Bean now owns five lobster-buying sites in Knox County: she started with the Port Clyde station in 2007, purchasing approximately 400,000 pounds of lobster that year. (In 2009, by contrast, she purchased approximately four million pounds). In 2008 she bought Jonathan Shafmaster’s Little Bay Lobster at Vinalhaven, and she later purchased Bert Witham’s lobster wharf in Tenants Harbor as well as the busy floating buying station of Peter Jones at Vinalhaven.

Bean has likened her lobster business somewhat to that of Frank Purdue.

“Purdue grabbed America’s attention when he proclaimed, ‘I hate skinny chickens,'” she said at her website. “Well, I dislike lobsters being called Maine lobsters when they aren’t! My brand lobsters carry a bracelet tag which says they are authentic Maine lobster, wild caught by Maine fishermen using sustainable practices. Moreover, they tell you exactly where in Maine they came from: a first achieved by Port Clyde Lobster Company.”

Her business logo includes the image of a rope that represents the group of companies she has formed to “advance what I can of Maine’s native lobster industry,” her company said.

In 2007, Bean envisioned marketing and branding Maine lobsters by regions where they are trapped. Since then, she has been expanding her business, employing at first 10, and eventually expanding payroll to include more than 50. Last year, she said she was purchasing more than three million pounds from Maine island fishermen.

She has also opened three lobster cafes, in Camden, Freeport and Portland, and two stands, in Rockland and Freeport, that feature lobster from her wharves. She also owns the Port Clyde General Store and Dip Net Restaurant, both in Port Clyde.

She said she plans to build a new processing plant in the Rockland Industrial Park at the site of a facility that was destroyed by an electrical fire in early September, and along with it, a tank holding 9,000 pounds of lobster.

Bean has another processing plant in the same industrial park, and has purchased more property in the park for a potential future expansion. Her Port Clyde operations allow her to purchase “the highest quality lobsters direct from fishermen to supply a growing number of grocery store chains and restaurants across America,” her website said.

All of the lobster, shrimp and crab she uses in her Perfect Maine Lobster Roll products is cooked and packaged in Maine “under stringent American FDA requirements for seafood; none is processed in foreign countries,” the site said.

Inland Seafood, established in 1977 and under private ownership, “is the largest full-line processor and distributor of more than 1,000 fresh, frozen, smoked and specialty seafood items in the southeast,” according to the company. It also offers a line of gourmet specialty food, including meat, game and poultry, cheese, olives, and oils, supplying more than 3,500 restaurants and 900 retail outlets.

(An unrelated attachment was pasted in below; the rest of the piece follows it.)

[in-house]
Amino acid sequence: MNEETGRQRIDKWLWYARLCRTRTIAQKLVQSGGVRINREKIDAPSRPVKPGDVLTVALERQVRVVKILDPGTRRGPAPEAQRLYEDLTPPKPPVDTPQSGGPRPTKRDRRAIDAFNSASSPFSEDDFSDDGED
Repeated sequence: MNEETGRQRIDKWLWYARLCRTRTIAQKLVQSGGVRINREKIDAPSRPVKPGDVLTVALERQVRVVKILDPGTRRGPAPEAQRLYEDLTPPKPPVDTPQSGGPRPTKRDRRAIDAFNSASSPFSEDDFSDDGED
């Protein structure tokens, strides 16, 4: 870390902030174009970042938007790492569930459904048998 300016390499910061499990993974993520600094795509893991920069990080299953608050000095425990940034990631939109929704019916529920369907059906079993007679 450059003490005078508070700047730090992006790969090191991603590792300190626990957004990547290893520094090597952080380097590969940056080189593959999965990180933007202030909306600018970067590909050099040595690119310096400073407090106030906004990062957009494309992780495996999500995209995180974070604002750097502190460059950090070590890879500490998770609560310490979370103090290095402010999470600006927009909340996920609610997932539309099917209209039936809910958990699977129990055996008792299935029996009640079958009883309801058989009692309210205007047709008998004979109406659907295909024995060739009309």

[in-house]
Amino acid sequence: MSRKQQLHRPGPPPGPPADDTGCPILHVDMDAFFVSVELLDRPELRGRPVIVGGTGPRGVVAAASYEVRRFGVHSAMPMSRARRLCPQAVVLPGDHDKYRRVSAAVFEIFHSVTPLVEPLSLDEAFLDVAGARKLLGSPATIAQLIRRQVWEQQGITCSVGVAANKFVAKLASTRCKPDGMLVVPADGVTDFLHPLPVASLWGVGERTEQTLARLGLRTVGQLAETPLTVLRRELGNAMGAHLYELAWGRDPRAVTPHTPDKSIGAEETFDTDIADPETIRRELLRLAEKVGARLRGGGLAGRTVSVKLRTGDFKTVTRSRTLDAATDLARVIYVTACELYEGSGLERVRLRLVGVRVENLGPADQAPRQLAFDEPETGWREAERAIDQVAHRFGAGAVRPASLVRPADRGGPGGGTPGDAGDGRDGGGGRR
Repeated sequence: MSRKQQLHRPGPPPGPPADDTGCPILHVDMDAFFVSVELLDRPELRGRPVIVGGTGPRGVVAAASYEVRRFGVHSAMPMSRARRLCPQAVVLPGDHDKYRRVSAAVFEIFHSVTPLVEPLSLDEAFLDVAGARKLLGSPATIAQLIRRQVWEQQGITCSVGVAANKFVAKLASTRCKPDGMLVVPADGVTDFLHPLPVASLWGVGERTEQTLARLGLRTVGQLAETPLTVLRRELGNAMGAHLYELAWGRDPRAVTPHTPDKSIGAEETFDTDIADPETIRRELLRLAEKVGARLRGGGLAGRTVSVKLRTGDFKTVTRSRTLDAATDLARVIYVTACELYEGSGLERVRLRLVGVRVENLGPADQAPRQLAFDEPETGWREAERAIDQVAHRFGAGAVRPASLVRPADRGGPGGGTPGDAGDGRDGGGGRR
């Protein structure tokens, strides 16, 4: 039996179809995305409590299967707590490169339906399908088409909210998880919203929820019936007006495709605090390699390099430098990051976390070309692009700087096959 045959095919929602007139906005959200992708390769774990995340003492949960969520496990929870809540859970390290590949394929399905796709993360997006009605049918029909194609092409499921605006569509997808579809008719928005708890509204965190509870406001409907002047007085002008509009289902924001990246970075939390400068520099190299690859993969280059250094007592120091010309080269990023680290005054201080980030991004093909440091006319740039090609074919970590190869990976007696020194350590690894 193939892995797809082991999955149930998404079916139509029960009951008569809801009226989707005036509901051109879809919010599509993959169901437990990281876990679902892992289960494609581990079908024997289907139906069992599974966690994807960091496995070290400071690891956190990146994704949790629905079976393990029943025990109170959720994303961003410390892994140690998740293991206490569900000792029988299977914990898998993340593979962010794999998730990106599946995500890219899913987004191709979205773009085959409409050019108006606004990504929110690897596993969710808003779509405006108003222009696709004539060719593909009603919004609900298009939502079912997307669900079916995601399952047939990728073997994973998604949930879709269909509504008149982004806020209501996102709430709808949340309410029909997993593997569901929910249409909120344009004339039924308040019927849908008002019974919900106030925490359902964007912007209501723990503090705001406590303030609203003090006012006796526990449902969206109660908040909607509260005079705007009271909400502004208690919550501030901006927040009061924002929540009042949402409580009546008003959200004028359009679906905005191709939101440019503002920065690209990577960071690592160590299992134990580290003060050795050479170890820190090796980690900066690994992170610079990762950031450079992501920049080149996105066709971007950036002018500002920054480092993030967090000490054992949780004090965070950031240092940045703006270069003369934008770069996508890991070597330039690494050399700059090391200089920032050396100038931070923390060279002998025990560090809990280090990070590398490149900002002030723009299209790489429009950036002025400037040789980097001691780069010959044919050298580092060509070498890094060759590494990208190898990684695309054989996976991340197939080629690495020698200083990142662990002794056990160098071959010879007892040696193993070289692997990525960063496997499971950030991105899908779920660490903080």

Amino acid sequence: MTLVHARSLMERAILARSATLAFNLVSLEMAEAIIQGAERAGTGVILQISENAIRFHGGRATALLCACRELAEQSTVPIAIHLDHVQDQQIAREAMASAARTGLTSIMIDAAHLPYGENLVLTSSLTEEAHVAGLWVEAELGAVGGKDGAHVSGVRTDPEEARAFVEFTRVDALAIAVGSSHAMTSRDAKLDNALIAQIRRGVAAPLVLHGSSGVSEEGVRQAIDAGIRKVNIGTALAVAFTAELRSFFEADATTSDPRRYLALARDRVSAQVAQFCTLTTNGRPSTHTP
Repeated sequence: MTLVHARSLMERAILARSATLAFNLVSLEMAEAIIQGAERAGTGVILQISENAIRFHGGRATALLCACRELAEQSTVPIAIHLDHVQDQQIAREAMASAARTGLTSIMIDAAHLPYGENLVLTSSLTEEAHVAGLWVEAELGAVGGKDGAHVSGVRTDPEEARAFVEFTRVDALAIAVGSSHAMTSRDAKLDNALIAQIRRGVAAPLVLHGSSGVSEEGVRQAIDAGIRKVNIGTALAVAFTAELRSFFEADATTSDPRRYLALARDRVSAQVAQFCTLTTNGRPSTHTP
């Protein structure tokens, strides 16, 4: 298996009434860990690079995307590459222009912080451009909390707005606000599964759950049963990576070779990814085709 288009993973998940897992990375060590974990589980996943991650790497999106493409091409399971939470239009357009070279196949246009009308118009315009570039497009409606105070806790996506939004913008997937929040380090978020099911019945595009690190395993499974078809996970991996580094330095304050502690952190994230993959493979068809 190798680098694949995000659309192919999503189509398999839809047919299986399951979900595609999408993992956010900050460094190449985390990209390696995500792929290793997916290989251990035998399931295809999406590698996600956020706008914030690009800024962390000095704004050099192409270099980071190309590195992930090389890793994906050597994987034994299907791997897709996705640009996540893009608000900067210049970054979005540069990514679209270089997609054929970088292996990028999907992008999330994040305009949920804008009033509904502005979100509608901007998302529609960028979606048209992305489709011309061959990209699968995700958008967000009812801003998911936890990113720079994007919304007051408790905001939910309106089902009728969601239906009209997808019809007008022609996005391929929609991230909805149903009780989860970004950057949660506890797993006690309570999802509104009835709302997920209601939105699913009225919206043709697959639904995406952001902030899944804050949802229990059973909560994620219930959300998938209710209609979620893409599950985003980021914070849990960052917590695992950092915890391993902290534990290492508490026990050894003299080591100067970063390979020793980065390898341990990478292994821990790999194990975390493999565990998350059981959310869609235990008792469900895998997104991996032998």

Inland Seafood operates primarily in the southeast and moved into the Maine lobster and scallop market in the early 1980s. Bean also owns the sporting Camp Wapiti as part of Linda L. Bean Camps LLC in Patten, on Davis Pond.
The transition

“We feel comfortable for our fishermen to carry on with good care on bait and fuel, which are real important aspects to running a buying operation that is smooth and efficient for both the boats and the buying personnel,” said Demmond in the news release.

Bean said her plan is to run each buying dock separately for the remainder of this year. Manager Frank Laurie and his dock and office staff will continue at the Americanus facility, and Manager Peter Jones and his crew at the Harborside facility.

Bean and her chief executive officer, John Petersdorf, have organized a six-person transition team to listen to all ideas from their fishermen, dock crew, managers and accountants, she said. The team consists of two from each facility, plus two from the company’s mainland headquarters in Rockland. The fishermen and staff have been notified at both wharves and invited to participate. So far, this has received a positive reaction at both wharves, said Bean.

“Demmond points to Bean’s substantial rebuilding of her Harborside Wharf structure, plus the new bait building, as proof she and Petersdorf, who has 18 years in the business in Knox County, will take good care of Vinalhaven’s fishermen and dock crews and the wharf infrastructure within which they all work together,” the news release said.

“Marine dock builder Art Tibbetts is on site for us all at Harborside right now, doing a $300,000 renovation to the wharf and the outlying floating buying station we operate near the entrance to Carver’s Harbor,” Bean said. “Ideally none of our boats will have to wait long for any reason, and we propose to have a ready supply of bait for all our fishermen, backed up by increased bulk purchase commitments I am making now for 2011. Bait and bonuses are keys to success in this industry, and we thank all our boats for their lobsters and for their confidence in our operations here in our home territory: Knox County.”